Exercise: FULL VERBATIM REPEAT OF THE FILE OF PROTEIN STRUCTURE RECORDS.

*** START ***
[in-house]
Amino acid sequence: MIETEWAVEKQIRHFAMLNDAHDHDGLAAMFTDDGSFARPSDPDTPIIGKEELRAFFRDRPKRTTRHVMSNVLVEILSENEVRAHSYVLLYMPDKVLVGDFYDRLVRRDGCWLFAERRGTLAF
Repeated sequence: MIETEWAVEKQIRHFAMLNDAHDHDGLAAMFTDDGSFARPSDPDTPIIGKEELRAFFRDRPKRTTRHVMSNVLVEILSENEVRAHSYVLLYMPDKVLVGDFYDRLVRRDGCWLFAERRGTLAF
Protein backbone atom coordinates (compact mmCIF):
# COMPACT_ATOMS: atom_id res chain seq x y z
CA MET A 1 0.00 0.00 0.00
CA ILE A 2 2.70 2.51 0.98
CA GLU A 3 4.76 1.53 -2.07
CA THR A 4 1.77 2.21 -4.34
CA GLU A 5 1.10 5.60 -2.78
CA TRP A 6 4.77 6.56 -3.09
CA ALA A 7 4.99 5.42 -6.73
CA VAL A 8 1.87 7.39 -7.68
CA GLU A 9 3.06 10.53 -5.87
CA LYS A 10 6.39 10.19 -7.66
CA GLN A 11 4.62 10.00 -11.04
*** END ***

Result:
[in-house]
Amino acid sequence: MIETEWAVEKQIRHFAMLNDAHDHDGLAAMFTDDGSFARPSDPDTPIIGKEELRAFFRDRPKRTTRHVMSNVLVEILSENEVRAHSYVLLYMPDKVLVGDFYDRLVRRDGCWLFAERRGTLAF
Repeated sequence: MIETEWAVEKQIRHFAMLNDAHDHDGLAAMFTDDGSFARPSDPDTPIIGKEELRAFFRDRPKRTTRHVMSNVLVEILSENEVRAHSYVLLYMPDKVLVGDFYDRLVRRDGCWLFAERRGTLAF
Protein backbone atom coordinates (compact mmCIF):
# COMPACT_ATOMS: atom_id res chain seq x y z
CA MET A 1 0.00 0.00 0.00
CA ILE A 2 2.70 2.51 0.98
CA GLU A 3 4.76 1.53 -2.07
CA THR A 4 1.77 2.21 -4.34
CA GLU A 5 1.10 5.60 -2.78
CA TRP A 6 4.77 6.56 -3.09
CA ALA A 7 4.99 5.42 -6.73
CA VAL A 8 1.87 7.39 -7.68
CA GLU A 9 3.06 10.53 -5.87
CA LYS A 10 6.39 10.19 -7.66
CA GLN A 11 4.62 10.00 -11.04